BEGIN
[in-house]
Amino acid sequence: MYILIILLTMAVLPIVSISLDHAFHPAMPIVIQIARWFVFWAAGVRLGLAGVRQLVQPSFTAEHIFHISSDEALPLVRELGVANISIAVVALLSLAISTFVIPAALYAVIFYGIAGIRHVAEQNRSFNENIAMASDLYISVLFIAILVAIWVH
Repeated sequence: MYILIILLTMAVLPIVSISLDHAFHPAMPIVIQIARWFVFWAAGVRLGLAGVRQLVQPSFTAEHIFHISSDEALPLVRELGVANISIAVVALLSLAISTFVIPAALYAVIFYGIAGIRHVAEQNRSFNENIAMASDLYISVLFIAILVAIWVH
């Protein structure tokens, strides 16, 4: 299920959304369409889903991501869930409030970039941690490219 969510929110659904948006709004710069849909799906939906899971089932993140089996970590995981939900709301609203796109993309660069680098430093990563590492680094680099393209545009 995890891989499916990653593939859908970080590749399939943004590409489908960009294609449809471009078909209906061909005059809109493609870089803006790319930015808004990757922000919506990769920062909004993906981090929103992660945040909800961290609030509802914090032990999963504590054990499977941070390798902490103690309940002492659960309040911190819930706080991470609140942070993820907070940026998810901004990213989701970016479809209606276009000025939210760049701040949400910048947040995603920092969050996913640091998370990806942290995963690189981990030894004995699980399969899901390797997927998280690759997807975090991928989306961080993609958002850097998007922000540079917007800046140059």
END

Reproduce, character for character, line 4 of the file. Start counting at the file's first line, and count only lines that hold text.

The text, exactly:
């Protein structure tokens, strides 16, 4: 299920959304369409889903991501869930409030970039941690490219 969510929110659904948006709004710069849909799906939906899971089932993140089996970590995981939900709301609203796109993309660069680098430093990563590492680094680099393209545009 995890891989499916990653593939859908970080590749399939943004590409489908960009294609449809471009078909209906061909005059809109493609870089803006790319930015808004990757922000919506990769920062909004993906981090929103992660945040909800961290609030509802914090032990999963504590054990499977941070390798902490103690309940002492659960309040911190819930706080991470609140942070993820907070940026998810901004990213989701970016479809209606276009000025939210760049701040949400910048947040995603920092969050996913640091998370990806942290995963690189981990030894004995699980399969899901390797997927998280690759997807975090991928989306961080993609958002850097998007922000540079917007800046140059």